Nowruz 2011: Iranian American Baha'is Observe New Year with Traditional Customs

Naw-Ruz marks the end of the Baha'i month of fasting and is a festive Holy Day for all Baha'is around the globe. Many Iranian American Baha'is still observe the cultural traditions of Naw-Ruz.
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March 21, Naw-Ruz ("new day" in Persian), is the Baha'i New Year and is also an Iranian cultural holiday. Naw-Ruz has ancient roots in early Persian agricultural society and has been celebrated for some 3,000 years at the vernal equinox to mark the coming of Spring. Iranian Muslims, Jews, Zoroastrians and Baha'is celebrate Naw-Ruz with similar customs, although it is a Holy Day only for Baha'is and Zoroastrians.

Many Iranian American Baha'is still observe the cultural traditions of Naw-Ruz, said Behrooz Far, 52, from Castle Pines North, Colo. He grew up in Iran and immigrated to the U.S. in 1975. Behrooz Far and his wife Nava set up the traditional, ceremonial table display called the sofreh-ye haft-sinn ("cloth of seven dishes").

"The haft-sinn table is set with the Kitab-i-Aqdas, our Holy Book, flowers, a bowl of goldfish, a mirror, candles and painted eggs and seven traditional foods each starting with the letter 's' in Persian," said Far.

The seven traditional foods are:

  • sabzeh: lentil, barley or wheat sprouts growing in a dish, symbolizing renewal
  • samanu: a thick, sweet pudding made from wheat germ, symbolizing affluence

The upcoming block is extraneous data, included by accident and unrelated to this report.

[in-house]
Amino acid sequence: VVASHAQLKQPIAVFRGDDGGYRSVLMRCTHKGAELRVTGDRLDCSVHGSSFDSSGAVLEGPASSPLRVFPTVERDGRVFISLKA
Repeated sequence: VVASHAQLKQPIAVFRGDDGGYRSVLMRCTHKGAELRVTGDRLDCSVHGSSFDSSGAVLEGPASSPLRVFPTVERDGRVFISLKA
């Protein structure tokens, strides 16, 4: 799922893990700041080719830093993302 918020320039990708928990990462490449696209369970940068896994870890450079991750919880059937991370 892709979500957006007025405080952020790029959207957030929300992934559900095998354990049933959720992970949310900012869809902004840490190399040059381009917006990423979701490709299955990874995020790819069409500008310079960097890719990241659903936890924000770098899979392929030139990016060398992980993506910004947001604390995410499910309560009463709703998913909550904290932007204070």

• senjed: dried fruit of the lotus tree, symbolizing love
  • sir: garlic, symbolizing medicine
  • sib: apples, symbolizing health and beauty
  • somaq: sumac berries, symbolizing sunrise
  • serkeh: vinegar, symbolizing age and patience.

"We sit around the table waiting for the vernal equinox, which varies with the rotation of the Earth. When the exact time arrives, we celebrate by hugging and kissing each other and wishing each other a Happy New Year," said Far. Then the family goes visiting.

"If somebody passed away, you visit that family first. Otherwise it is done by age. You go to the home of the older people first and then the whole group goes to the next house and then the next house. You offer sweets and candy and a lot of pastries," said Far.

The traditional Naw-Ruz dinner is Sabzi Polo Mahi, whitefish served with rice seasoned with green herbs. The rice is seasoned with parsley, coriander, chives, dill and fenugreek.

Naw-Ruz is a major national celebration in Iran and lasts 12 days. School and work are suspended. There are all kinds of festivities on the street. For example. Iranian children have their own version of trick-or-treating. Draped in shrouds, they beat on pots and pans with a spoon and go door-to-door for treats. A traditional character, Haji Firuz, dressed in red and in black-face (an ancient symbol of good luck) dances and sings through the streets accompanied by trumpets and tambourines to herald the coming of Spring.